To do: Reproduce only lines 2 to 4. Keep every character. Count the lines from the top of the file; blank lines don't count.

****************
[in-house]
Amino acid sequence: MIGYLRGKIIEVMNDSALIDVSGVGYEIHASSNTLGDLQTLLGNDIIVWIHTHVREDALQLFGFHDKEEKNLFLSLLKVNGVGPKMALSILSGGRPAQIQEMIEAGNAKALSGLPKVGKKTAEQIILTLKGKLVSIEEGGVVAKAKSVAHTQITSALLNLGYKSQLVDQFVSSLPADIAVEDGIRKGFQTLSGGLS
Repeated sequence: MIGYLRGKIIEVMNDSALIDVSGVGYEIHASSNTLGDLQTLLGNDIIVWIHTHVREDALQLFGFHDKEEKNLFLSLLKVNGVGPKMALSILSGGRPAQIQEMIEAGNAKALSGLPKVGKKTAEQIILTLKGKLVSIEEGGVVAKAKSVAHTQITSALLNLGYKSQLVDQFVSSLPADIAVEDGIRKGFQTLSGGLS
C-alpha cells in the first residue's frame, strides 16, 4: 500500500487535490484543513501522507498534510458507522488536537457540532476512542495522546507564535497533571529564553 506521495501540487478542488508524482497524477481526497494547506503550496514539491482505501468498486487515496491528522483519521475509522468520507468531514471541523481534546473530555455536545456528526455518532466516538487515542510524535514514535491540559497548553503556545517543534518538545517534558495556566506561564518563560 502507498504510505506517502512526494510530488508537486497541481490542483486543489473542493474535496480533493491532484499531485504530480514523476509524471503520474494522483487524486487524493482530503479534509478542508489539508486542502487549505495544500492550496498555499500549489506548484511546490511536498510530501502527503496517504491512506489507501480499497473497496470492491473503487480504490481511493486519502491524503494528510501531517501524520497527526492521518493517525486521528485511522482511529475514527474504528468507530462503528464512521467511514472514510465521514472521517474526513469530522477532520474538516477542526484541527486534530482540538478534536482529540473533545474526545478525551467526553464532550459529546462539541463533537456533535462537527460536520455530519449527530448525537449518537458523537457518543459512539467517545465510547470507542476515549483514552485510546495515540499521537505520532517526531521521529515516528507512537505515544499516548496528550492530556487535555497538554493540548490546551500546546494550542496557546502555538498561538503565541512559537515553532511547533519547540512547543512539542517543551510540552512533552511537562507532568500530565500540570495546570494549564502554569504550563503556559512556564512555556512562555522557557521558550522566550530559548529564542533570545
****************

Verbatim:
Amino acid sequence: MIGYLRGKIIEVMNDSALIDVSGVGYEIHASSNTLGDLQTLLGNDIIVWIHTHVREDALQLFGFHDKEEKNLFLSLLKVNGVGPKMALSILSGGRPAQIQEMIEAGNAKALSGLPKVGKKTAEQIILTLKGKLVSIEEGGVVAKAKSVAHTQITSALLNLGYKSQLVDQFVSSLPADIAVEDGIRKGFQTLSGGLS
Repeated sequence: MIGYLRGKIIEVMNDSALIDVSGVGYEIHASSNTLGDLQTLLGNDIIVWIHTHVREDALQLFGFHDKEEKNLFLSLLKVNGVGPKMALSILSGGRPAQIQEMIEAGNAKALSGLPKVGKKTAEQIILTLKGKLVSIEEGGVVAKAKSVAHTQITSALLNLGYKSQLVDQFVSSLPADIAVEDGIRKGFQTLSGGLS
C-alpha cells in the first residue's frame, strides 16, 4: 500500500487535490484543513501522507498534510458507522488536537457540532476512542495522546507564535497533571529564553 506521495501540487478542488508524482497524477481526497494547506503550496514539491482505501468498486487515496491528522483519521475509522468520507468531514471541523481534546473530555455536545456528526455518532466516538487515542510524535514514535491540559497548553503556545517543534518538545517534558495556566506561564518563560 502507498504510505506517502512526494510530488508537486497541481490542483486543489473542493474535496480533493491532484499531485504530480514523476509524471503520474494522483487524486487524493482530503479534509478542508489539508486542502487549505495544500492550496498555499500549489506548484511546490511536498510530501502527503496517504491512506489507501480499497473497496470492491473503487480504490481511493486519502491524503494528510501531517501524520497527526492521518493517525486521528485511522482511529475514527474504528468507530462503528464512521467511514472514510465521514472521517474526513469530522477532520474538516477542526484541527486534530482540538478534536482529540473533545474526545478525551467526553464532550459529546462539541463533537456533535462537527460536520455530519449527530448525537449518537458523537457518543459512539467517545465510547470507542476515549483514552485510546495515540499521537505520532517526531521521529515516528507512537505515544499516548496528550492530556487535555497538554493540548490546551500546546494550542496557546502555538498561538503565541512559537515553532511547533519547540512547543512539542517543551510540552512533552511537562507532568500530565500540570495546570494549564502554569504550563503556559512556564512555556512562555522557557521558550522566550530559548529564542533570545